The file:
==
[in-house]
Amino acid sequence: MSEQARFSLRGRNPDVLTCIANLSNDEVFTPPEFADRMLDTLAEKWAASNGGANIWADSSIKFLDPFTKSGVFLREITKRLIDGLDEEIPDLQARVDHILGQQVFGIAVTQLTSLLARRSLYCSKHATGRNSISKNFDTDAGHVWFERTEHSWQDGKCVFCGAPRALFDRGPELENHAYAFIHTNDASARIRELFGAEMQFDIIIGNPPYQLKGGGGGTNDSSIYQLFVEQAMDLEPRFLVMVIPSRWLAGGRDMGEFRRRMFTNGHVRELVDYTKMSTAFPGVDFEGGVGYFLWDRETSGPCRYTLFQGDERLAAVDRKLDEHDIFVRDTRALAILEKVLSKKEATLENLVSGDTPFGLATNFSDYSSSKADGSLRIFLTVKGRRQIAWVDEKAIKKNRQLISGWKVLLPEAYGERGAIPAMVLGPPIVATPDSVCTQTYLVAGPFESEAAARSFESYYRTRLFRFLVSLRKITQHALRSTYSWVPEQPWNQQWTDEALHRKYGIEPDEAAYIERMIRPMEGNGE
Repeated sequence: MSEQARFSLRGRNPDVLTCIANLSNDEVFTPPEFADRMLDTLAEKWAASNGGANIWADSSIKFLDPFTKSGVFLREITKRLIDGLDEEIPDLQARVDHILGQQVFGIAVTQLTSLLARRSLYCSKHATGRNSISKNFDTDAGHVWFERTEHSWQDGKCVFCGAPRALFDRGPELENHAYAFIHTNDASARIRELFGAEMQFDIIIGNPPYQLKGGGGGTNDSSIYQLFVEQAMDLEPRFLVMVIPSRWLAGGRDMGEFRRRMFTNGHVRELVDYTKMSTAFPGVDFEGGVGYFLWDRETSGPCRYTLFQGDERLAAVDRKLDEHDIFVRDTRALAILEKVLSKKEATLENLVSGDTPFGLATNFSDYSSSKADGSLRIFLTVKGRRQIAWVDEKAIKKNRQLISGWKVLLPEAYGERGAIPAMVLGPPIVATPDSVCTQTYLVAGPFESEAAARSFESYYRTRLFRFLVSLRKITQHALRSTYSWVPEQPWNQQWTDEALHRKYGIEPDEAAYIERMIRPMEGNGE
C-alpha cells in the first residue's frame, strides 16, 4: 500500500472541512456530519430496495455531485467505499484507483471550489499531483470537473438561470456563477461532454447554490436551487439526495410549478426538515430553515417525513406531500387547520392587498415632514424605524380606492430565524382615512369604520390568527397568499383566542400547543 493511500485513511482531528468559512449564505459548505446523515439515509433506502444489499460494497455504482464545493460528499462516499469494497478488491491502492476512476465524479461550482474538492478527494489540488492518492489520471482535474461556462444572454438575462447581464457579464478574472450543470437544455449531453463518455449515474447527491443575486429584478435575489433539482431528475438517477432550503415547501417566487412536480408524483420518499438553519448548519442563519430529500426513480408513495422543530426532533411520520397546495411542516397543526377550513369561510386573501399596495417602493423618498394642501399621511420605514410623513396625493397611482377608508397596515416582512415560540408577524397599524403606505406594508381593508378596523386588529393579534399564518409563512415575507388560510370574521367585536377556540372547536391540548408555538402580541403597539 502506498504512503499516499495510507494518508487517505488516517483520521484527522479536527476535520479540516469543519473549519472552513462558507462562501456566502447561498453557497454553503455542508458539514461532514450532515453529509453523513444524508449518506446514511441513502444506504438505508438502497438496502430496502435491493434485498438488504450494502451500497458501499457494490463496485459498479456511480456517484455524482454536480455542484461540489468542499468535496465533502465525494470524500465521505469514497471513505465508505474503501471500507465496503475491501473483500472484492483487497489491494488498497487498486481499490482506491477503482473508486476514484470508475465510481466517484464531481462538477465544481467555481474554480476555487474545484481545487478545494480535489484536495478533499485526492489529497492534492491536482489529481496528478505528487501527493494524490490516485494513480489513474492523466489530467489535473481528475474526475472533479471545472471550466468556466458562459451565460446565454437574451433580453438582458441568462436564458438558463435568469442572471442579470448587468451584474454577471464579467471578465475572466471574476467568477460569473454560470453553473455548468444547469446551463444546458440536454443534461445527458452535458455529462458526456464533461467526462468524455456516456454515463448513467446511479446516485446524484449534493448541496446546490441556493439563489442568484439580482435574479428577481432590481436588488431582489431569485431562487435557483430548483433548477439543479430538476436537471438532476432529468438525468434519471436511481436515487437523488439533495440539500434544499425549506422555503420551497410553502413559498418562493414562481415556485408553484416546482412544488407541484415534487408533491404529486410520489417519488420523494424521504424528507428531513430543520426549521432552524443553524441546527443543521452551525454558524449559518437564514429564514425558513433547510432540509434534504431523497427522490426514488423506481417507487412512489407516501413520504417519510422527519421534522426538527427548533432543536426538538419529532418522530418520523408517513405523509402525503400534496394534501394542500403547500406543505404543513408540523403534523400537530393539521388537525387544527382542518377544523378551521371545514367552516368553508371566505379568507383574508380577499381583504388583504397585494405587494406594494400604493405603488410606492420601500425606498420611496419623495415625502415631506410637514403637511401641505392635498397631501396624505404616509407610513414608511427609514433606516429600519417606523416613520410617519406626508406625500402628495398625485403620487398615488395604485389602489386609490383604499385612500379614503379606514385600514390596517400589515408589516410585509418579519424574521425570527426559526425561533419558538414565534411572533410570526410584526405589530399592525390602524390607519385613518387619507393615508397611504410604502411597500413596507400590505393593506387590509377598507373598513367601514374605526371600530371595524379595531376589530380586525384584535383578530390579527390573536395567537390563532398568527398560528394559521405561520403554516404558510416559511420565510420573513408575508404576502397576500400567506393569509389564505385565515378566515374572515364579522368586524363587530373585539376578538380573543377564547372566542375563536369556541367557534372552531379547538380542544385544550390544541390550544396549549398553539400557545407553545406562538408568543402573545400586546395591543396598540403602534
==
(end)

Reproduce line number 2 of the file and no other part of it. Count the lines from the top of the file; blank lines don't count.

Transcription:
Amino acid sequence: MSEQARFSLRGRNPDVLTCIANLSNDEVFTPPEFADRMLDTLAEKWAASNGGANIWADSSIKFLDPFTKSGVFLREITKRLIDGLDEEIPDLQARVDHILGQQVFGIAVTQLTSLLARRSLYCSKHATGRNSISKNFDTDAGHVWFERTEHSWQDGKCVFCGAPRALFDRGPELENHAYAFIHTNDASARIRELFGAEMQFDIIIGNPPYQLKGGGGGTNDSSIYQLFVEQAMDLEPRFLVMVIPSRWLAGGRDMGEFRRRMFTNGHVRELVDYTKMSTAFPGVDFEGGVGYFLWDRETSGPCRYTLFQGDERLAAVDRKLDEHDIFVRDTRALAILEKVLSKKEATLENLVSGDTPFGLATNFSDYSSSKADGSLRIFLTVKGRRQIAWVDEKAIKKNRQLISGWKVLLPEAYGERGAIPAMVLGPPIVATPDSVCTQTYLVAGPFESEAAARSFESYYRTRLFRFLVSLRKITQHALRSTYSWVPEQPWNQQWTDEALHRKYGIEPDEAAYIERMIRPMEGNGE